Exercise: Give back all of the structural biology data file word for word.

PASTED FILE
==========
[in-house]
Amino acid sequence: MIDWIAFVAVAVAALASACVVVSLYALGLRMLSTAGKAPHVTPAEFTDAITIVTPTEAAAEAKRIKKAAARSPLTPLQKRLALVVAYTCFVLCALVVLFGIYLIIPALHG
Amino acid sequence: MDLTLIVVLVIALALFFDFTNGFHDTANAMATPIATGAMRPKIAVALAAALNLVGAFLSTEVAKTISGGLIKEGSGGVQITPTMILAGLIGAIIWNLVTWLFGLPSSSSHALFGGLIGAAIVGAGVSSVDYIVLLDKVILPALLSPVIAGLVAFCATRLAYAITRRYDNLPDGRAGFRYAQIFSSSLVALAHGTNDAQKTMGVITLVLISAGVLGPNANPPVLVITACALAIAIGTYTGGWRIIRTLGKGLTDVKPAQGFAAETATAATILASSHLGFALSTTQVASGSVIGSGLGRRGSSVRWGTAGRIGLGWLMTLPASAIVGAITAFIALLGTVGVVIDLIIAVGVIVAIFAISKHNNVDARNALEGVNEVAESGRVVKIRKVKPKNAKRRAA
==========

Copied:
[in-house]
Amino acid sequence: MIDWIAFVAVAVAALASACVVVSLYALGLRMLSTAGKAPHVTPAEFTDAITIVTPTEAAAEAKRIKKAAARSPLTPLQKRLALVVAYTCFVLCALVVLFGIYLIIPALHG
Amino acid sequence: MDLTLIVVLVIALALFFDFTNGFHDTANAMATPIATGAMRPKIAVALAAALNLVGAFLSTEVAKTISGGLIKEGSGGVQITPTMILAGLIGAIIWNLVTWLFGLPSSSSHALFGGLIGAAIVGAGVSSVDYIVLLDKVILPALLSPVIAGLVAFCATRLAYAITRRYDNLPDGRAGFRYAQIFSSSLVALAHGTNDAQKTMGVITLVLISAGVLGPNANPPVLVITACALAIAIGTYTGGWRIIRTLGKGLTDVKPAQGFAAETATAATILASSHLGFALSTTQVASGSVIGSGLGRRGSSVRWGTAGRIGLGWLMTLPASAIVGAITAFIALLGTVGVVIDLIIAVGVIVAIFAISKHNNVDARNALEGVNEVAESGRVVKIRKVKPKNAKRRAA